The warfare between the Iroquois and the Hurons, in which Champlain’s expedition of 1615 was only an incident, came to a sudden end in the middle of the century . In 1649, while Charles the First was being executed in England, the Iroquois determined to close in on Simcoe County with their entire force. The chief Huron towns were stormed. The inhabitants were butchered or taken captive. Three of the Jesuit Fathers, Daniel, Brebeuf and Lalement, suffered martyrdom.  The Iroquois campaigns of 1649-50 practically exterminated the Huron race.

          For nearly a century the Iroquois roamed unhindered over the deserted country of the Hurons.


          Retribution, though long delayed, overtook the Iroquois at last. The avengers of the Huron nation were the Mississagas, an Algonquin tribe from near Sault Ste. Marie, who trace their lineage back to the Shawnees of Kentucky. Early in the 18th century, hunting parties of the Mississagas started drifting down over central and western Ontario. Here they were set upon and massacred by the Iroquois. The outcome was a Mississauga council of war in 1740 and the launching of a great punitive expedition against the enemy. The story of that grand foray, as handed down in Mississaga tradition, makes stirring reading.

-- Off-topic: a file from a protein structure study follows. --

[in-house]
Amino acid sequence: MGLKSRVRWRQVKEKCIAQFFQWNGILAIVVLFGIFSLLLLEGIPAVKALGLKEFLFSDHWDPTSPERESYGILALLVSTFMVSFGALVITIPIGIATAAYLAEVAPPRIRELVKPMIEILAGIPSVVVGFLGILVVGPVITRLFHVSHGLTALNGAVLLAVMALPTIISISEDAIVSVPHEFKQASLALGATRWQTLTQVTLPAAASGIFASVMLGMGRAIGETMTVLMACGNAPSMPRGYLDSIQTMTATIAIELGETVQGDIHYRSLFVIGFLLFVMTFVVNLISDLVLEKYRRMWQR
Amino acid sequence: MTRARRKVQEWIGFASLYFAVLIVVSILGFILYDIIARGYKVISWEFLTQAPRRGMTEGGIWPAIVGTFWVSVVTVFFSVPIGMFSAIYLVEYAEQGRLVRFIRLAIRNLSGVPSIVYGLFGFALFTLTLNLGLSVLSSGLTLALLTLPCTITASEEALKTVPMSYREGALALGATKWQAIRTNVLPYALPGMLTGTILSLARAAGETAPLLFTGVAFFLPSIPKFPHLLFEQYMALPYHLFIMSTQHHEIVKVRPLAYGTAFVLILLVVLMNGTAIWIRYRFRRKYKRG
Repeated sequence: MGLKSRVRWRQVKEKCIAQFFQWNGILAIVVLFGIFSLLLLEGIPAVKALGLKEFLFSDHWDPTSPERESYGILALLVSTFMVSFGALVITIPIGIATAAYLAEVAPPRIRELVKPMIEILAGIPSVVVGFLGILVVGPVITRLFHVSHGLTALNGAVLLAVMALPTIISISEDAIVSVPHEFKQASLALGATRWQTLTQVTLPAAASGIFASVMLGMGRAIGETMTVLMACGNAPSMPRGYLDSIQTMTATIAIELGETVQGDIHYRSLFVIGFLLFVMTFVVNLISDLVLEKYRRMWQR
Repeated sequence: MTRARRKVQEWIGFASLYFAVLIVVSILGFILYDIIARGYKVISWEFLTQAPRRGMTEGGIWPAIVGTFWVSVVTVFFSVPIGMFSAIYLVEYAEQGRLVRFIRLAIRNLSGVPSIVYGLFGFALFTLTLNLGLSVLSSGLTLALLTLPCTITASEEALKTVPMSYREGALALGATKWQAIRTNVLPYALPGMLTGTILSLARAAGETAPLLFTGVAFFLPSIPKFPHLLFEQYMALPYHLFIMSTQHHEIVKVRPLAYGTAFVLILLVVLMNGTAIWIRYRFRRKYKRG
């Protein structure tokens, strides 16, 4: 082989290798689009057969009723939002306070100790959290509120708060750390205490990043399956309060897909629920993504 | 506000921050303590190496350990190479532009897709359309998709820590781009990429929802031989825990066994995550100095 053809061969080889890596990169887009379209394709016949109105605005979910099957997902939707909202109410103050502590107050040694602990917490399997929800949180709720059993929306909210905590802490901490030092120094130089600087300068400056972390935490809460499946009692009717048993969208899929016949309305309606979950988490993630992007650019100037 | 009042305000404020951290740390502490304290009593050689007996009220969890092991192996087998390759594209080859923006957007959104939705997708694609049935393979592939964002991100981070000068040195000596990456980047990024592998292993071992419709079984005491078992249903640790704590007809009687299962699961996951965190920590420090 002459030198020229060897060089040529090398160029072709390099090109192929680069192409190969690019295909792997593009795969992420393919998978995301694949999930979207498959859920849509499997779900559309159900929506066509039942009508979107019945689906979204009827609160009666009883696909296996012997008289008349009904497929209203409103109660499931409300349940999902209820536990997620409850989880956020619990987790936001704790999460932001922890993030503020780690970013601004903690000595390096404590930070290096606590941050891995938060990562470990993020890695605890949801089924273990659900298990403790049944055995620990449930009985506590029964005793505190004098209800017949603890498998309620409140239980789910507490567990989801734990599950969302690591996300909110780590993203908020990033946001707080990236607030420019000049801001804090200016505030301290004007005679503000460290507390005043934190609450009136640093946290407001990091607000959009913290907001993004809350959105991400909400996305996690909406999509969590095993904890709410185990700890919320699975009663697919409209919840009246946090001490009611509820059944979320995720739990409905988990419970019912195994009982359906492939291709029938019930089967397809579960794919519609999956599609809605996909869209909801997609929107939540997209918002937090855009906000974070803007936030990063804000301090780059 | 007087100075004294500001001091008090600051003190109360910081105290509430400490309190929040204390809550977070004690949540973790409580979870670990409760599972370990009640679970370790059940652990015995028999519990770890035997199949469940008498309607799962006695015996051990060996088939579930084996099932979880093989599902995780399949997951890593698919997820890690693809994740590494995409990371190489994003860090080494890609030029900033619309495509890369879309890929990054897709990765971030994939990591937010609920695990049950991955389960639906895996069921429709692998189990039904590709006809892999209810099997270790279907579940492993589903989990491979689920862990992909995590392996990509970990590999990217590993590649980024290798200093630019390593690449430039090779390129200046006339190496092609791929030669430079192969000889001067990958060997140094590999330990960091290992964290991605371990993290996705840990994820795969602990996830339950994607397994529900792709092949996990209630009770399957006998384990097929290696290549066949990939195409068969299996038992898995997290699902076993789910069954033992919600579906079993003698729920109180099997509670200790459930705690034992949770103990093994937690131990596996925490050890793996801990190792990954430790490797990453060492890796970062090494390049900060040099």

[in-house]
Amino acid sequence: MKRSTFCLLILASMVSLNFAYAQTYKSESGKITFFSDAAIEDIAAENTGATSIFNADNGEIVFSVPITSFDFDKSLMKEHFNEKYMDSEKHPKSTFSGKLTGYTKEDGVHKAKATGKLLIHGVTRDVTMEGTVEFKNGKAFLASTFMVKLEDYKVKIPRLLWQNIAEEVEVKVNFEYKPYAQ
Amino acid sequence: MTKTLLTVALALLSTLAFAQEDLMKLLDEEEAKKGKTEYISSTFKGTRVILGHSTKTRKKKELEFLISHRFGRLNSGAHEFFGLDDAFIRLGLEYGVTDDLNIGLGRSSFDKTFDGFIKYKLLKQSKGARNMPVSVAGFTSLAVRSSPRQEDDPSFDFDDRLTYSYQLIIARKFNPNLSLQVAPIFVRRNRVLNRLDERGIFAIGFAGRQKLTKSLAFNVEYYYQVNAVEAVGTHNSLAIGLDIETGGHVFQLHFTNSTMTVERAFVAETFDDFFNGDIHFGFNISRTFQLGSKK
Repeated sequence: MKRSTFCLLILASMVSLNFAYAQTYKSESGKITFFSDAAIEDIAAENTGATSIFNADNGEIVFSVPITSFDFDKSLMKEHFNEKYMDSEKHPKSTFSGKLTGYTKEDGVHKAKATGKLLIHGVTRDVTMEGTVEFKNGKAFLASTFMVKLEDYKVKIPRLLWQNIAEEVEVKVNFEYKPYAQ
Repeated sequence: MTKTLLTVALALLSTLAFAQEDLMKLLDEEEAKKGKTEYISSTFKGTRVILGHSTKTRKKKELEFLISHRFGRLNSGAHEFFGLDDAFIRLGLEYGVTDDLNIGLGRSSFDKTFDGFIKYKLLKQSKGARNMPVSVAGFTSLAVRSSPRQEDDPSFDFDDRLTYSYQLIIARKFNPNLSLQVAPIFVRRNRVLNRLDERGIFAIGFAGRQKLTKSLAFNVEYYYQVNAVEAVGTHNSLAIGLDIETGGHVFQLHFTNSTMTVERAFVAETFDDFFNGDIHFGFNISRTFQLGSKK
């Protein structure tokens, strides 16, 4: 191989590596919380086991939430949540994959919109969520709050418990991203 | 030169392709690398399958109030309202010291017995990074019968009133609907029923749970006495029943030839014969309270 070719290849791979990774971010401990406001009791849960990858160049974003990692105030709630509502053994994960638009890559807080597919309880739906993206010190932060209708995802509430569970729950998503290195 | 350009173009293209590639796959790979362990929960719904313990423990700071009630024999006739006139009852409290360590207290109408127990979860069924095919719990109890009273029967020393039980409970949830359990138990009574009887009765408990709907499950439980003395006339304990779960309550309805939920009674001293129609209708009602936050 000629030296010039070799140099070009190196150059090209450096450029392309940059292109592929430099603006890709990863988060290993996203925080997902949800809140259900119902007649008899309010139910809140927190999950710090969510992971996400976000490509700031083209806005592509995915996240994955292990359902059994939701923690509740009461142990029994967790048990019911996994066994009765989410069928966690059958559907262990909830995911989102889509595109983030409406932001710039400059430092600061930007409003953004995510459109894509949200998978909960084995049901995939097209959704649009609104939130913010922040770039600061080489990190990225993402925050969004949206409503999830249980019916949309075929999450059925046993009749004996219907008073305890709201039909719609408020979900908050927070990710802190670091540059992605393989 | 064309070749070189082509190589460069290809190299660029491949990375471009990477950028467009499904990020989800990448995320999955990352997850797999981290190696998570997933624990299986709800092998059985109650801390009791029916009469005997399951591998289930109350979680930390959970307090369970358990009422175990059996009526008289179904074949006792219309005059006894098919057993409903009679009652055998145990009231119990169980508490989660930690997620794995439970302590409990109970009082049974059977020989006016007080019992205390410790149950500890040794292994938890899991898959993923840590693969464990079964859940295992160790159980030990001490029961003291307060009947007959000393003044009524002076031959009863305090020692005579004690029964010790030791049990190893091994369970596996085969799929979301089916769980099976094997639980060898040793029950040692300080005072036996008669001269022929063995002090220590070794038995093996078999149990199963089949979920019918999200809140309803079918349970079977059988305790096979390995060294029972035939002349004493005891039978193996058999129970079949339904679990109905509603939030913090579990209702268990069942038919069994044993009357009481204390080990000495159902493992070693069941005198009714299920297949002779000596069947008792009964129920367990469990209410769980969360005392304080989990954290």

the Mississauga expedition actually crossed into New York State, besieged the Iroquois in their villages there, and enforced a treaty by which the Mississagas were admitted as an additional tribe in the Iroquois Confederacy.


A general migration from their northern home into the land was the immediate result of this season of Mississaga warfare. From 1746 to 1750 they fought with the Iroquois against the French, but suffered reverses and withdrew from the Confederacy. However, they continued to occupy Southern Ontario. for the first time in 150 years, the area was again dotted with villages, though not as thickly as in Huron times. As noted earlier, the Mississagas are an Algonquin tribe.

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